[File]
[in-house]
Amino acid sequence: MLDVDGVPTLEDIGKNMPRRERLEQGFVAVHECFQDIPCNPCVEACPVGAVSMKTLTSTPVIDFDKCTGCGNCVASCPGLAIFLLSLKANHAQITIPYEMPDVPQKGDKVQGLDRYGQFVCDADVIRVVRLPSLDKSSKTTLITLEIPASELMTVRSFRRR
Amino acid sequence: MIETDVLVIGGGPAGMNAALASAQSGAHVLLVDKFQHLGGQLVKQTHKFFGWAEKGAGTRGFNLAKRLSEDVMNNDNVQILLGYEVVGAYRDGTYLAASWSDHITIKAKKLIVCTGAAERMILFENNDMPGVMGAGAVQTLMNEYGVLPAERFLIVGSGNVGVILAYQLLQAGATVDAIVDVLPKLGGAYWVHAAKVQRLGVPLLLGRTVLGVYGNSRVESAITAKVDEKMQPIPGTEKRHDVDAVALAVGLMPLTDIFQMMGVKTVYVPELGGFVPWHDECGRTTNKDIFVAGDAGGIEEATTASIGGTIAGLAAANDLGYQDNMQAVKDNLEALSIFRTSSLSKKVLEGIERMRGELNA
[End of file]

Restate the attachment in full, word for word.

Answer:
[in-house]
Amino acid sequence: MLDVDGVPTLEDIGKNMPRRERLEQGFVAVHECFQDIPCNPCVEACPVGAVSMKTLTSTPVIDFDKCTGCGNCVASCPGLAIFLLSLKANHAQITIPYEMPDVPQKGDKVQGLDRYGQFVCDADVIRVVRLPSLDKSSKTTLITLEIPASELMTVRSFRRR
Amino acid sequence: MIETDVLVIGGGPAGMNAALASAQSGAHVLLVDKFQHLGGQLVKQTHKFFGWAEKGAGTRGFNLAKRLSEDVMNNDNVQILLGYEVVGAYRDGTYLAASWSDHITIKAKKLIVCTGAAERMILFENNDMPGVMGAGAVQTLMNEYGVLPAERFLIVGSGNVGVILAYQLLQAGATVDAIVDVLPKLGGAYWVHAAKVQRLGVPLLLGRTVLGVYGNSRVESAITAKVDEKMQPIPGTEKRHDVDAVALAVGLMPLTDIFQMMGVKTVYVPELGGFVPWHDECGRTTNKDIFVAGDAGGIEEATTASIGGTIAGLAAANDLGYQDNMQAVKDNLEALSIFRTSSLSKKVLEGIERMRGELNA